Bent Tree Property Owners’ Association, Inc.

Web edition of special mailing 12 June 2006





Our BENT TREE forest continues to face a serious bark beetle problem.  The mountain pine beetle (MPB) will ravage our forest if not contained.  If, after reading this information, you would like one of our tree monitors to inspect your property with you, call me at 719-488-3667 and we will have one of our monitors contact you to set up a convenient meeting time.


As you may or may not know our BTPOA Covenants and the County require that all dead or dying trees must be removed no later than july 15th of the current year.  it is recommended that diseased trees be removed within 10 days of the needles turning brown.  Last year’s mild winter has resulted in a much larger population of MPB and IPS beetles in Bent Tree and Woodmoor. 


MPB’s are the most damaging forest insects in the Western USA.  Successful MPB attacks produce popcorn-looking tubes on the bark of the tree where they have bored in to lay their eggs.  Infested Trees that are drought and/or mistletoe stressed are not able to produce enough pitch to protect themselves from the attacks.  The beetle eggs will become larvae and begin to tunnel or make galleries under the bark.  They will also spread a blue stain fungus that plugs up the water-conducting cells in the xylem tissue.  This activitity kills most trees.  Then from early June to October 1st, mature beetles will exit from these trees to find new trees to infest and continue their one-year life cycle.  if left uncontrolled, the population of beetles in one tree will infest and kill two similarly-sized trees over the next year.


As a general rule of thumb, the needles of infested pine trees with more than five hits will turn brown before this June.  MPB can live out their cycle in trees with dead needles and in logs cut from the trees.  You CANNOT assume that dead trees or logs from infested trees cannot infest other nearby live trees.  As a general rule, the beetles from one untreated dead or live tree will emerge this June and July, attack, and kill two similarly sized trees.


We have two important suggestions: 


First, if you have standing dead trees, look for pitch tubes and remove sections of the bark to determine if MPB or other beetles killed them.  If you find any live adult beetles, eggs or larvae, you must dispose of the trees in such a way that these insects cannot infest other trees.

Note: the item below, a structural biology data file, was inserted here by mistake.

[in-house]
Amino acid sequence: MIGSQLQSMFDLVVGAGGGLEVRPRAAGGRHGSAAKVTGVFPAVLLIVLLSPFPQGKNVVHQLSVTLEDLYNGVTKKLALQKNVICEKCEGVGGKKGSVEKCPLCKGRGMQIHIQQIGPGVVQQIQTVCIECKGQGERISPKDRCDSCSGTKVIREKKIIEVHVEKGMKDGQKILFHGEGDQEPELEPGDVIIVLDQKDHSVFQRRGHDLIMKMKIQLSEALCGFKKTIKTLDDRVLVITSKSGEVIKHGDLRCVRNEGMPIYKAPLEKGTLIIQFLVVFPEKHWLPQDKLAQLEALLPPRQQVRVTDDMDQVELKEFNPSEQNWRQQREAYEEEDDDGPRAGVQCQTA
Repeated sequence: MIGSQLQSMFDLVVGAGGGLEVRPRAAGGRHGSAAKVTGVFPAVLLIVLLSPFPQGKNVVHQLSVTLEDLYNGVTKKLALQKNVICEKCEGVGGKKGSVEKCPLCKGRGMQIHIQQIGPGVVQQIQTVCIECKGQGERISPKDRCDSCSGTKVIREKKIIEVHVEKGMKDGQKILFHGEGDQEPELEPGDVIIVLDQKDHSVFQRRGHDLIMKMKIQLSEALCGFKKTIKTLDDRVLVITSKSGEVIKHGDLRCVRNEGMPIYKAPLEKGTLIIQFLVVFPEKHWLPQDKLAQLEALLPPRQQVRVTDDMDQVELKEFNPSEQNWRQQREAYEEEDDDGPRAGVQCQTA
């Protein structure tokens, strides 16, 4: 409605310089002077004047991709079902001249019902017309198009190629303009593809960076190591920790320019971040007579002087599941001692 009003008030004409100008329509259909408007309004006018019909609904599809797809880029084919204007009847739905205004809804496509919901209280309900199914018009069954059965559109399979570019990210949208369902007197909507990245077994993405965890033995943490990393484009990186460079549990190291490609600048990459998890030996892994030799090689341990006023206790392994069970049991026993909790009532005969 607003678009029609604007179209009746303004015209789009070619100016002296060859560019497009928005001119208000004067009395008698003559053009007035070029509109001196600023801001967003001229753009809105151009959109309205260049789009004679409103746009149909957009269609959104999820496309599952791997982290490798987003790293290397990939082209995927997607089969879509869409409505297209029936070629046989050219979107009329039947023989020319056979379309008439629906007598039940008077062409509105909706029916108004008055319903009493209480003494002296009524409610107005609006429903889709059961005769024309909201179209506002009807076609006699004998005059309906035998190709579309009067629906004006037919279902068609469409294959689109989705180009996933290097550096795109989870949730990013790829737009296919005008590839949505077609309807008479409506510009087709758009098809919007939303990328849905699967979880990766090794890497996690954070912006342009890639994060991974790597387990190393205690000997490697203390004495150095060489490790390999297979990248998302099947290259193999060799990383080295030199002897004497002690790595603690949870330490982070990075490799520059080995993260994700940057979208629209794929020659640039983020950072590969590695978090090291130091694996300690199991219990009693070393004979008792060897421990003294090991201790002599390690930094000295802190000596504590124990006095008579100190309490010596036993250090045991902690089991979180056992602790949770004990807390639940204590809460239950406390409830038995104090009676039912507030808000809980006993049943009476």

Second, carefully examine all the green pine trees on your property to see if you have any pitch tubes.  If your dead trees(s) were killed by MPB, there is a good chance that the trees around them may be infested.  If you find dead trees or green trees with pitch tubes on your neighbor’s property, closely examine your nearest trees for possible MPB. 


The IPS engraver beetle has many of the same characteristics as the MPB.  It may not produce pitch tubes, but only a course brown dust on the gound and in the bark scales nearest the boring holes.  Normally, the IPS beetles attack smaller and weaker trees.  They also kill branches on healthy trees.  We are finding this year that IPS is being attracted to the same trees as MPB.  IPS have four reproduction cycles of beetles each year, and has a different control stratecy than MPB.


I strongly urge you to have a knowledgeable person look at your green or live trees to determine if they have fresh beetle attacks.  Please do this before you remove your dead tree(s), because it might affect when the dead tree(s) should be removed.  One of our Tree Monitors is available to help you.  If your green trees have fresh beetle attacks, they can give you the best recommendations on preventing their spread to other trees.


Please do not ignore these suggestions if you want to protect yours and your neighbor’s live trees. 


You can also contact the Colorado State Forest Service at 687-2921, or the El Paso County Forestry Office at 529-7656, or a private consulting forester for help and advice.  You need a trained person to verify the presence and identification of the beetles.  By identifying them now, you have more flexibility in properly disposing of them by June.


We want to protect our Bent Tree forest and help you protect the value of your property.  If you want our help, please call me, John Anderson, at 488-3667.